"I thought, wonderful. My baby has grown up, this is great! I'm still just really thrilled that AEHI has progressed as it has, that it's still available for parents with deaf children."
A promising form of communication is allowing more deaf children to improve literacy and visually understand spoken language. Advocates say that cued speech, offered in various schools around the country, enables deaf or hard of hearing children to converse better with their family and peers.

Dr. Orin Cornett invented cued speech in the 1960s as a visual communication system that uses eight basic hand shapes and four positions around the mouth to make phonemes – the smallest unit of sound – visible.

Ben Lachman, 32, has been deaf since birth and has used cued speech his entire life. He is on the board of directors of the National Cued Speech Association as well as on the advisory council for Alexander Graham Bell Montessori School in Wheeling. Lachman estimates that there are between 3,000 and 5,000 people in the U.S. cued speech community, either in schools learning cued speech, or learning it through workshops, seminars and camps around the country. Approximately 36 million U.S. adults report some form of hearing loss.

"A lot of times I think about cueing as the visual counterpart to the language that is being spoken. Not a language in and of itself, it's a system or a tool, which is an important distinction," said Adena Dacy, associate director for clinical issues in speech-language pathology at the American Speech-Language-Hearing Association.

Unlike traditional sign language, cued speech is "not just to teach deaf people to speak, but rather to give them the ability to see the building blocks of spoken language," Lachman said.

The increase in efforts and research cited by cued speech advocates reveals how the method helps deaf children to have a better grasp of literacy. Dr. Daniel Koo, a psychology professor at Gallaudet University in Washington, D.C., was raised using cued speech and has researched it as an adult.

"The rich primary language environment they [children] are immersed in via cued speech allows them to achieve reading levels on or above grade level and gain phonemically-based reading strategies similar to their hearing peers. My research on native deaf cuers who grew up with cued speech showed they have similar phonological decoding skills as their hearing peers which support previous findings from other studies," Koo said.

Increased reading literacy and communication skills are the main goals in using cued speech since deaf students may read with less proficiency than their hearing peers, according to Dacy.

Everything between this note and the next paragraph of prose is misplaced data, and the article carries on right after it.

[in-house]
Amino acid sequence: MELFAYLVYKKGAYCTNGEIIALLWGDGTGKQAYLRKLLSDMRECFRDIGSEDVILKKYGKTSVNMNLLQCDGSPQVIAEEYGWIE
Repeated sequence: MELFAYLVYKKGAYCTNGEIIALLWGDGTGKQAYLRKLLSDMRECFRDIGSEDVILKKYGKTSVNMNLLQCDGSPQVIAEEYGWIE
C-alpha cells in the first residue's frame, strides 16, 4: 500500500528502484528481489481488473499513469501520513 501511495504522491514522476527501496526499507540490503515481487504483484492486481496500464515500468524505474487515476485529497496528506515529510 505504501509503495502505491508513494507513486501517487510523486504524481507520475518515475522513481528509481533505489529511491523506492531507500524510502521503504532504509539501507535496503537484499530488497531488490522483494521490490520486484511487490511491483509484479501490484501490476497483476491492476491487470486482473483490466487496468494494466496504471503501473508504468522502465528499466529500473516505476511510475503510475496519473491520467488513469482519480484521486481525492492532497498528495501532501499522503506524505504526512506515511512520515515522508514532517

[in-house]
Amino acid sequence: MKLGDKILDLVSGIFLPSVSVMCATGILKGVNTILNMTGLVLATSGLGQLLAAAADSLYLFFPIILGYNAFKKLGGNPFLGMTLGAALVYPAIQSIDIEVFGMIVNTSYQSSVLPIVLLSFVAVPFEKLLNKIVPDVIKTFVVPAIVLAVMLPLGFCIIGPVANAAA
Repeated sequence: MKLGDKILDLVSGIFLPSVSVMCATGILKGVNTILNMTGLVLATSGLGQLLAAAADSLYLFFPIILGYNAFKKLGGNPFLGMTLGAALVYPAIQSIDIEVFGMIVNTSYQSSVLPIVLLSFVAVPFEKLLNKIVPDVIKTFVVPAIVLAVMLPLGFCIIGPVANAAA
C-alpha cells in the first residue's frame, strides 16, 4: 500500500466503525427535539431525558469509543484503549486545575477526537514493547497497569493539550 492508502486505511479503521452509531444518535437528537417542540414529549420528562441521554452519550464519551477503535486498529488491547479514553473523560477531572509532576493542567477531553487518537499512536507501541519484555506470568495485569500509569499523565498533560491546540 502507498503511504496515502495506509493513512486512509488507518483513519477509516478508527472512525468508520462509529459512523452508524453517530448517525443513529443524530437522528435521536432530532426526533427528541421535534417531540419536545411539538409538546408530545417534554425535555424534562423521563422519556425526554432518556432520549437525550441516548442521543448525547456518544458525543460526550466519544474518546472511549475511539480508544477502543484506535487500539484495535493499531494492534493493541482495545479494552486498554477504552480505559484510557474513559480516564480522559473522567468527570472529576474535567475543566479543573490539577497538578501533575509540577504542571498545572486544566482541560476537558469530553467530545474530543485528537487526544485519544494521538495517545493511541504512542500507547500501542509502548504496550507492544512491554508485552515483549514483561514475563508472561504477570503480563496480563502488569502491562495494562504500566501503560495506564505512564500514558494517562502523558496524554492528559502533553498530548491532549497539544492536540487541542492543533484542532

Sarina Roffe, executive director of the National Cued Speech Association, recognizes that sign language is still necessary for the socialization of deaf children. But "cued speech should be used in the educational setting and for communication in the home with hearing parents," Roffe said. "It provides inclusivity for child in the home so that the deaf child feels apart of the overall family, and doesn't feel isolated."

Sandy Mosetick, former board president at the Bell Montessori School in Wheeling, looked into learning options when her daughter (Rachel, 24) was born deaf. After joining the Illinois chapter of the Alexander Graham Bell National Association, Mosetick learned that cued speech could be an easier way to converse with her daughter. She has used the method for 22 years.

"The whole idea was to make lip reading into an exact science; to make every sound visually distinguishable on the mouth, so that a deaf person, or a deaf child, could have visual access to English. They could learn English the same as their hearing peers by repeated natural exposure to all the vocabulary and syntax of English,” Mosetick said.

According to Dacy, cued speech takes roughly 20 hours to learn from an instructor. Practicing it enables a person to become proficient in cued speech in less than a year. American Sign Language can be a difficult undertaking for parents of deaf or hard of heard children since they have to learn a whole new set of grammar, syntax and words, with rules separate from the English language, Dacy said.

"With sign language you're always constantly learning new signs, because sign language is conceptual," Karla Giese said, director of deaf services at the Bell Montessori School. The school uses cued speech for its students as well as American Sign Language.

"We encourage [students] to use sign language as well because there are lots of other people in the deaf community who communicate using it. We want the child here to also have that identity connection with other people who are deaf and hard of hearing to be able to communicate with them," Giese said.